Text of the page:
Mast cells as effector cells: a co-stimulating question

Trends Immunol. 2007 Aug;28(8):360-5. doi: 10.1016/ Epub 2007 Jul 10.


Mast cells are currently recognized as effector cells in many settings beyond just allergic reactions, including innate immunity, autoimmunity, chronic inflammatory disorders and atherosclerosis. Signaling pathways of the mast cell response have been widely explored in the past but these are still linked with single axes, such as the high affinity IgE receptor FcepsilonRI, presumably an exclusive determinant of the magnitude of the response to allergen. By contrast, the T cell receptor is viewed as a rich complex of stimulatory and co-stimulatory molecules, setting an array of thresholds to ensure a highly regulated response. Recent observations show that mast cells express various classes of co-stimulatory molecules that modulate their function. These molecules might therefore contribute to the outcome of mast cell-associated pathologies, and constitute new therapeutic targets in such diseases.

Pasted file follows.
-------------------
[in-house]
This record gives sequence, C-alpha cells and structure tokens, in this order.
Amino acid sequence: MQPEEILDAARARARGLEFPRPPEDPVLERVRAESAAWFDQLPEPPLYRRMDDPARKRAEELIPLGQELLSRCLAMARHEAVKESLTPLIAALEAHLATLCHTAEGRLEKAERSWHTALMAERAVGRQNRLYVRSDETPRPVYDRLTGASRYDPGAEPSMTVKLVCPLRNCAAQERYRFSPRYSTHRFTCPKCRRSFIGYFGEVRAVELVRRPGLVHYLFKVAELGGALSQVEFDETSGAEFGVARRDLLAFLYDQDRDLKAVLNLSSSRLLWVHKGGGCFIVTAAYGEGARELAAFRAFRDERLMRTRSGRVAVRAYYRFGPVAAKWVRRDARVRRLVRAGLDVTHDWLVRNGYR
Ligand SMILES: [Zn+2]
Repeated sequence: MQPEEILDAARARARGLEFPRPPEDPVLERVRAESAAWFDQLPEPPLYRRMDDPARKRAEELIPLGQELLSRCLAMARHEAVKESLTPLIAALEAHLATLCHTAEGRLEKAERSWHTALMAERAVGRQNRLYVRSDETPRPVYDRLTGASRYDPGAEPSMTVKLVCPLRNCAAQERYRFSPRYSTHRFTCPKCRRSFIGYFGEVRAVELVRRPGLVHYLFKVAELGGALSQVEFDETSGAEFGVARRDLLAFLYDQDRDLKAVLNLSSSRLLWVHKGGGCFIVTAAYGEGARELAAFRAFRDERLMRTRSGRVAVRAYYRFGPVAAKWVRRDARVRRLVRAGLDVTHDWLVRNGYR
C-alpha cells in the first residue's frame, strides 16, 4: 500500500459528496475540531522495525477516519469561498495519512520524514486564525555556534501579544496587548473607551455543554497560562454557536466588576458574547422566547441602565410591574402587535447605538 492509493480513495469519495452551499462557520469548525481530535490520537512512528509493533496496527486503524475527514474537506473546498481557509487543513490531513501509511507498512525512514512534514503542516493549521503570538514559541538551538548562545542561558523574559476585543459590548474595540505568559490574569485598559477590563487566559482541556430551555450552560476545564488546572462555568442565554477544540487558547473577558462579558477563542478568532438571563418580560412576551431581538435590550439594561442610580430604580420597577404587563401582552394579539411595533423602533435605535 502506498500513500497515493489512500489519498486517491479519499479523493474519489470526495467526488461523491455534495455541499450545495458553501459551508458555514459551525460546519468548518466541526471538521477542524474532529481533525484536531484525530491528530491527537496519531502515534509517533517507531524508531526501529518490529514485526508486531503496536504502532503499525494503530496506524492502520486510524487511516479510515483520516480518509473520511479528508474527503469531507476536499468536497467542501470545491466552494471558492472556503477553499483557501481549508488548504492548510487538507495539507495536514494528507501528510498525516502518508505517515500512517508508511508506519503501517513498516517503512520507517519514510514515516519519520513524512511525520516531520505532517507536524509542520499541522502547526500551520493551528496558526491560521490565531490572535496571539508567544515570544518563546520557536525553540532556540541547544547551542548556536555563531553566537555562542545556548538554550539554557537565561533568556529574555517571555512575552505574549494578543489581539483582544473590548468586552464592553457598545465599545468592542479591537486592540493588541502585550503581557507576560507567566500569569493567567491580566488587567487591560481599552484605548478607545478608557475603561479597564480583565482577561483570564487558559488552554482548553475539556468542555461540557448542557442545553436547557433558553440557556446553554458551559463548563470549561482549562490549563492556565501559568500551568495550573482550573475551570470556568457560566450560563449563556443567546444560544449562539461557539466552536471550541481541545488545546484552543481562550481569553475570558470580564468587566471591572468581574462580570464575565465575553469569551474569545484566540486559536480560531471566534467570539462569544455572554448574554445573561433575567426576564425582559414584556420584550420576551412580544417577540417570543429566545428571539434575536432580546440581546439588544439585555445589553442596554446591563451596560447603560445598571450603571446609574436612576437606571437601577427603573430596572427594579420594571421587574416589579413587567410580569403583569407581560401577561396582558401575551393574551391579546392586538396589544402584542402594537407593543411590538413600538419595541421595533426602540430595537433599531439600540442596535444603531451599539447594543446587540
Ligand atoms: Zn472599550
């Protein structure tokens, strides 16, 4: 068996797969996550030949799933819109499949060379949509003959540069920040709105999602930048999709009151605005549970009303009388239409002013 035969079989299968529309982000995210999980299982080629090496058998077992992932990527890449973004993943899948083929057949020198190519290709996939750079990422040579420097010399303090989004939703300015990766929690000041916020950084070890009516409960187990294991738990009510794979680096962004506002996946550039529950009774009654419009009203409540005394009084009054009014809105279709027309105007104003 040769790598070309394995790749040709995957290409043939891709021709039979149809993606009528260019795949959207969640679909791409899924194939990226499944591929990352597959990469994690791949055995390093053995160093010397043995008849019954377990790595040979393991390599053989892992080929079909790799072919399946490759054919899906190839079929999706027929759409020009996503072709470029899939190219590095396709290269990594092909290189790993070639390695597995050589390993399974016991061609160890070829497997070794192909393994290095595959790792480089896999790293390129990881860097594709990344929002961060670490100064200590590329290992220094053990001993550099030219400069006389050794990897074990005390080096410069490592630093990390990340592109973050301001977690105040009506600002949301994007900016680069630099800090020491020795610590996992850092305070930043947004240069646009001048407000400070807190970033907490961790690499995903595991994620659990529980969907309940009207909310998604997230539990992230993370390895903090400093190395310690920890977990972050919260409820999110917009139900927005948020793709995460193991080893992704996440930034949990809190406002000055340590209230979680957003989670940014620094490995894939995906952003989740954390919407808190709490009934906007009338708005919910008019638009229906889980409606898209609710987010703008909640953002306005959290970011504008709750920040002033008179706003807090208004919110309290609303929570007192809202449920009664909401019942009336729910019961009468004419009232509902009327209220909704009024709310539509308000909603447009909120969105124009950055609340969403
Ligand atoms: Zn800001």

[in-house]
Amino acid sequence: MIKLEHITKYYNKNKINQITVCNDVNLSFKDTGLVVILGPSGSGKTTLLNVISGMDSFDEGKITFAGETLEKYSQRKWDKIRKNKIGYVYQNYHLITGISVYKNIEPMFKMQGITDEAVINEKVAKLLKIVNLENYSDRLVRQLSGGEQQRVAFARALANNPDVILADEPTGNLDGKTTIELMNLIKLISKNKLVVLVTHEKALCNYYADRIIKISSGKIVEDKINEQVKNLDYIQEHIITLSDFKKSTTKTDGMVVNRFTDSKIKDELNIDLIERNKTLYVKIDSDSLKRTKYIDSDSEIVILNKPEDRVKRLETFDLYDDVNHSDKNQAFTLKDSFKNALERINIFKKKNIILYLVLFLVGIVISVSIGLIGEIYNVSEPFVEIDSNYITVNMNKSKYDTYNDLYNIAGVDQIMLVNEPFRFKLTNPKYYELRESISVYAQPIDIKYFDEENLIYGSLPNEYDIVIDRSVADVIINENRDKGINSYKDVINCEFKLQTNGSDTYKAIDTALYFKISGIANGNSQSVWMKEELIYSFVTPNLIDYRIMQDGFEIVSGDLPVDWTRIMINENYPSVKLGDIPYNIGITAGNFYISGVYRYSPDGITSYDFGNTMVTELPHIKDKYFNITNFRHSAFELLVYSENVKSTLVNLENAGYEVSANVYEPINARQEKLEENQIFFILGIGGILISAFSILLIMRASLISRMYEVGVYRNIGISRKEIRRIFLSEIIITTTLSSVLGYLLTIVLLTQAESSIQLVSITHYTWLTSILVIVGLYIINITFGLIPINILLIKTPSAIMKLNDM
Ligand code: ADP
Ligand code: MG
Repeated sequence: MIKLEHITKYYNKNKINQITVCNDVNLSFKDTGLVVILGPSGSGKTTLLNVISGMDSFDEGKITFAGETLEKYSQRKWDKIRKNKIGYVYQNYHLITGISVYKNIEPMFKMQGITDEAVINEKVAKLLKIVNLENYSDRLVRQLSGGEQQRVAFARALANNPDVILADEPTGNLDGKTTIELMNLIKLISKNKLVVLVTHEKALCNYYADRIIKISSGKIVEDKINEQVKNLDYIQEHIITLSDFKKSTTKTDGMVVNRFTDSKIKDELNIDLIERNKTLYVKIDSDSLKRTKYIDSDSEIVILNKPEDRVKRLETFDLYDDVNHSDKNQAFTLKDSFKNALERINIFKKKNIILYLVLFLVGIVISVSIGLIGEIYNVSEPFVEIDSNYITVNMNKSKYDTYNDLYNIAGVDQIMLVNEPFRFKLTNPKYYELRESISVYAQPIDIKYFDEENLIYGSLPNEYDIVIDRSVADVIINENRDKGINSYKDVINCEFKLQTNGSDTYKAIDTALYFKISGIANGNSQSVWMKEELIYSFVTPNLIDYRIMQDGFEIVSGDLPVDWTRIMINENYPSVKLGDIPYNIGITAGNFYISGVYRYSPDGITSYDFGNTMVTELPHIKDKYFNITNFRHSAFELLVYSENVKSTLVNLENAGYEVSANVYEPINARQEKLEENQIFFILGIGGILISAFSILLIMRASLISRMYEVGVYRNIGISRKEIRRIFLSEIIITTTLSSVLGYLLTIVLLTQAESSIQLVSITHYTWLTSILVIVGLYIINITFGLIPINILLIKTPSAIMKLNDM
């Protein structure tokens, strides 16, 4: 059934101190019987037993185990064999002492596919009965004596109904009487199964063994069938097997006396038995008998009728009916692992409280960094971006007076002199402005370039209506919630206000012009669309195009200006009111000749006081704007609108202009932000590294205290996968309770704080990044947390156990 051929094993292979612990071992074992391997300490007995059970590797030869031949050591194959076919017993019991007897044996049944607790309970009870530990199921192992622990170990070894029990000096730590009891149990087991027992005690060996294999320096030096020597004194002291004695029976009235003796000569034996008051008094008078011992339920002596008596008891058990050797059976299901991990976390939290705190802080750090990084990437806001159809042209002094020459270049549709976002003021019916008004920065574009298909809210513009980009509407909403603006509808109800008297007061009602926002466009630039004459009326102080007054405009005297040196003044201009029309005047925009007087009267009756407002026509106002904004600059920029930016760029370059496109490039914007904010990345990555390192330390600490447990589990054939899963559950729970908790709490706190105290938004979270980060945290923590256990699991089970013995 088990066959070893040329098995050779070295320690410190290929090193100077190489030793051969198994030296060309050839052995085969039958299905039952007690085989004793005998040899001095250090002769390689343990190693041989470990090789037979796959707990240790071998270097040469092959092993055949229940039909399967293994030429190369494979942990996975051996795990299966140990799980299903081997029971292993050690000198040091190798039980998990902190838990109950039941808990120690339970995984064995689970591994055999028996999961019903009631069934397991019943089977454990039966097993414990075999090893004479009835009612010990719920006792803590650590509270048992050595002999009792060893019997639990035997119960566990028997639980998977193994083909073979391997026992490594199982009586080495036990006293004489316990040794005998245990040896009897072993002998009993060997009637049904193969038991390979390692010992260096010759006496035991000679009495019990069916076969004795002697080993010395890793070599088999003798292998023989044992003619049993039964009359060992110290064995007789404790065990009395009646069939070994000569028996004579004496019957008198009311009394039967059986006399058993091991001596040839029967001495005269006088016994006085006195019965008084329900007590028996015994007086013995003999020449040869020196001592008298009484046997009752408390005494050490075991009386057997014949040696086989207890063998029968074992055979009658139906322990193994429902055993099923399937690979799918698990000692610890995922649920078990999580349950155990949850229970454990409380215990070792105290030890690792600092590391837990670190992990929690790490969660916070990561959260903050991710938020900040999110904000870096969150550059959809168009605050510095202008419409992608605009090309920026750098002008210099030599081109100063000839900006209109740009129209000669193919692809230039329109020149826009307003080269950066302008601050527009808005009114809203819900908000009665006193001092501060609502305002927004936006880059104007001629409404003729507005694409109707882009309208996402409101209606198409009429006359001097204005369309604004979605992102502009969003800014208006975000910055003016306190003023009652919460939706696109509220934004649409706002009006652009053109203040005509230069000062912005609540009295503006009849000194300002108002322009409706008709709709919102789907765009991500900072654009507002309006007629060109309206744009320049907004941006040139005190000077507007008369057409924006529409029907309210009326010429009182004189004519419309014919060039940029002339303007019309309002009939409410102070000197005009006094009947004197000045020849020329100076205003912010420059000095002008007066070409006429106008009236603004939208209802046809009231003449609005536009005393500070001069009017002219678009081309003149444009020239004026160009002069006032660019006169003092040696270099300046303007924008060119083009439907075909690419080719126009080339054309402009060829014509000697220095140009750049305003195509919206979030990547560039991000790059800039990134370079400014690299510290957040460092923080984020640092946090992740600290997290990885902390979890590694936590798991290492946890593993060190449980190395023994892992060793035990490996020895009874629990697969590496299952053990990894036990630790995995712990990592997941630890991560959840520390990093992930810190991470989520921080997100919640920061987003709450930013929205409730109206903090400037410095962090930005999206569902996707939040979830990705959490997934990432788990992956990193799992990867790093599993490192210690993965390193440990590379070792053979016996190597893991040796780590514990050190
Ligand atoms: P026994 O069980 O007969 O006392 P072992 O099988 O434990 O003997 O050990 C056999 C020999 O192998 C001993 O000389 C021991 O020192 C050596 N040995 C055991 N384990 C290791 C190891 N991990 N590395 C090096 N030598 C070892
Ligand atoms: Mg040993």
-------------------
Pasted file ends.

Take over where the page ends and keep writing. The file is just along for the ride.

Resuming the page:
Publication types

  • Review

MeSH terms

  • Animals
  • Antigens, Differentiation, T-Lymphocyte / physiology
  • CD28 Antigens / physiology
  • Humans
  • Integrins / physiology
  • Mast Cells / physiology*
  • Proto-Oncogene Proteins c-kit / physiology
  • Receptors, CCR1
  • Receptors, Chemokine / physiology
  • Signal Transduction
  • Toll-Like Receptors / physiology
  • Tumor Necrosis Factor Receptor Superfamily, Member 9 / physiology


  • Antigens, Differentiation, T-Lymphocyte
  • CCR1 protein, human
  • CD226 antigen
  • CD28 Antigens
  • Integrins
  • Receptors, CCR1
  • Receptors, Chemokine
  • Toll-Like Receptors
  • Tumor Necrosis Factor Receptor Superfamily, Member 9
  • Proto-Oncogene Proteins c-kit